Drought casts shadow over Sonoma County agriculture
The lingering drought continues to impact agriculture in Sonoma County, a new report concludes, with the dairy and livestock industries continuing to pay a heavy price.
In the 2021 crop report, the county reported livestock and poultry product values decreased 21% compared to 2020. Production of milk, both organic and conventional products, dropped though the value per unit for the milk increased by 10.8% for organic milk and 13.7% for conventional milk.
“Our county’s organic ranchers can find themselves under greater stress because their animals are required to be raised on pasture for their first six months In 2021, local ranchers reported that not only were their own irrigation ponds losing water faster than it was replenished, but those relying on recycled municipal water had their rations cut by up to 70%. As a result of this, some ranchers chose to sell portions of their herds to relieve the pressure of putting them out to pasture.” the report stated.
“Continued drought stress” also played a part in the county’s production of apples, which decreased 23%. Apple prices per ton decreased 11%, resulting in an overall decrease in value of 24% compared to 2020.
Value of the crop was placed at $3.8 million in 2020, declining to $2.9 million last year.
Wine growers also had to adapt to weather as well as the drought, but overall the county reported the total value of its most valuable crop in 2021 was $541 million, up from $357.5 million the year before.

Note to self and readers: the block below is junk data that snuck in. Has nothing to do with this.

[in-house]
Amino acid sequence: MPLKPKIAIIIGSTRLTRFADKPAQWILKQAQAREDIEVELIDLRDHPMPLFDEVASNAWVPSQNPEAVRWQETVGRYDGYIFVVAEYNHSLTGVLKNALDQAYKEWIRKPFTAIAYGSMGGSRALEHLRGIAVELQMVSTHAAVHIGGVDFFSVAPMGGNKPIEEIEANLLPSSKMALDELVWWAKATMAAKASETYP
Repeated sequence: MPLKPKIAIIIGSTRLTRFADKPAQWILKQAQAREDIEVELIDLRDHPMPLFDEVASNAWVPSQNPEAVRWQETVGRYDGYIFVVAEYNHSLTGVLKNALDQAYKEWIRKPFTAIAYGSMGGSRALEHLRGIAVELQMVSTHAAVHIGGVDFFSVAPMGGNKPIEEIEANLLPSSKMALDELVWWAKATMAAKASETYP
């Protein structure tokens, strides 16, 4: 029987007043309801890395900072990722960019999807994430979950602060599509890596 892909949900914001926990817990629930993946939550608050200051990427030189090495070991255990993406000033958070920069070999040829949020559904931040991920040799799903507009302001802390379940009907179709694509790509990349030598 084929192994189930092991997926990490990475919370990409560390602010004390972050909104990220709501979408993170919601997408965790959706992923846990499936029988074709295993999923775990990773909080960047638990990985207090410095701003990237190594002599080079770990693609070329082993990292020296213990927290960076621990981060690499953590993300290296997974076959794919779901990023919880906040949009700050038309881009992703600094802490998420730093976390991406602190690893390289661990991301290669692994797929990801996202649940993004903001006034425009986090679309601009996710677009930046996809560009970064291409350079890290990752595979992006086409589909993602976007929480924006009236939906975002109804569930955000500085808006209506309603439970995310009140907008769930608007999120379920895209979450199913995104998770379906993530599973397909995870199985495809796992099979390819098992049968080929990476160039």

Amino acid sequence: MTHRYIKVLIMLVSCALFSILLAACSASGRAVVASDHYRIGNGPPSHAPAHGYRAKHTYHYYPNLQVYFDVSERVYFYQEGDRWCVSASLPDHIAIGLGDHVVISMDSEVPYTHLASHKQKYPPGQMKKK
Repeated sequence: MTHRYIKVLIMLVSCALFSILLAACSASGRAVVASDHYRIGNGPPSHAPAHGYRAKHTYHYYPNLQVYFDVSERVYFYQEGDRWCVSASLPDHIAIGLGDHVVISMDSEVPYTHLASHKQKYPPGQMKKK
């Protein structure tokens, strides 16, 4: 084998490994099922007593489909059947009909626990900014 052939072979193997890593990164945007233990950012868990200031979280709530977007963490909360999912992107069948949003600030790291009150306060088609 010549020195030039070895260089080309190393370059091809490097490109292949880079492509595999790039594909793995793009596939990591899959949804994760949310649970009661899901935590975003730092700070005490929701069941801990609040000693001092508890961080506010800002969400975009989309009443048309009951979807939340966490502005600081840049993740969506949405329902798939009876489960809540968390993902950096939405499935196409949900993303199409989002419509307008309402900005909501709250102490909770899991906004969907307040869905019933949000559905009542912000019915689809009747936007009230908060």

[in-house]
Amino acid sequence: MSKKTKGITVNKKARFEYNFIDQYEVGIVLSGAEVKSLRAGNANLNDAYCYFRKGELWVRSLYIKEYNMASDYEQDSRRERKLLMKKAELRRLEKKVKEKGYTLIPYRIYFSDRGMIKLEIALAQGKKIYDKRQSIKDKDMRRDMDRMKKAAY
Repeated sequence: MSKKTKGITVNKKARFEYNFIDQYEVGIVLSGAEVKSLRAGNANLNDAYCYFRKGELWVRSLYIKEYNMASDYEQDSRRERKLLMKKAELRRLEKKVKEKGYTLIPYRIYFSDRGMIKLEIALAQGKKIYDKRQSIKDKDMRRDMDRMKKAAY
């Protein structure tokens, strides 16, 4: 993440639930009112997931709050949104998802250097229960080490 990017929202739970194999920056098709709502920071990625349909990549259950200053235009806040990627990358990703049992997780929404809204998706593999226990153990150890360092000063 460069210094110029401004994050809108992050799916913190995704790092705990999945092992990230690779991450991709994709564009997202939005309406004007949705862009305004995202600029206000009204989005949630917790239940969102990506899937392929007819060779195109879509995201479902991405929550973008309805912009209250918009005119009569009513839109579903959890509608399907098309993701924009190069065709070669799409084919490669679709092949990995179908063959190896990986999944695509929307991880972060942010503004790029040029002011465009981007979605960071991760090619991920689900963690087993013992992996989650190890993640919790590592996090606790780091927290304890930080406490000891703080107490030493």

Tonnage saw a return to historical averages with an increase of 39.1% from 2020 to 206,011 tons while value per ton for winegrapes increased to $2,626 per ton. As a result, total winegrape value increased by 51% compared to 2020.
Based on a survey of more than 1,000 producers, the report stated the total value for 2021 of the county’s crops was $811.4 million, which represents a 19.2% increase over the 2020 crop value of $680.6 million.
The county clarified that the findings reflects the gross production values and does not account for costs such as production, processing and bringing the commodity to market.
“The report also does not include net farm income, rather it is intended for community use in economic development, tourism activities, financing and identifying historical trends in local agricultural production.”
The dairy industry report mirrors somewhat Marin County where the Journal reported in June that Marin County’s conventional milk production value was up 7% but the organic milk sector — traditionally, a strong point for Marin farmers — was down 8% in 2020.
Only a year before, in 2020, the county had reported that organic milk value from county producers came in at $142.4 million, up from $113.5 million in the previous year. Dairy farmers also saw a rise in value of conventional milk totaling $15.2 million, as opposed to $13.5 million from 2019.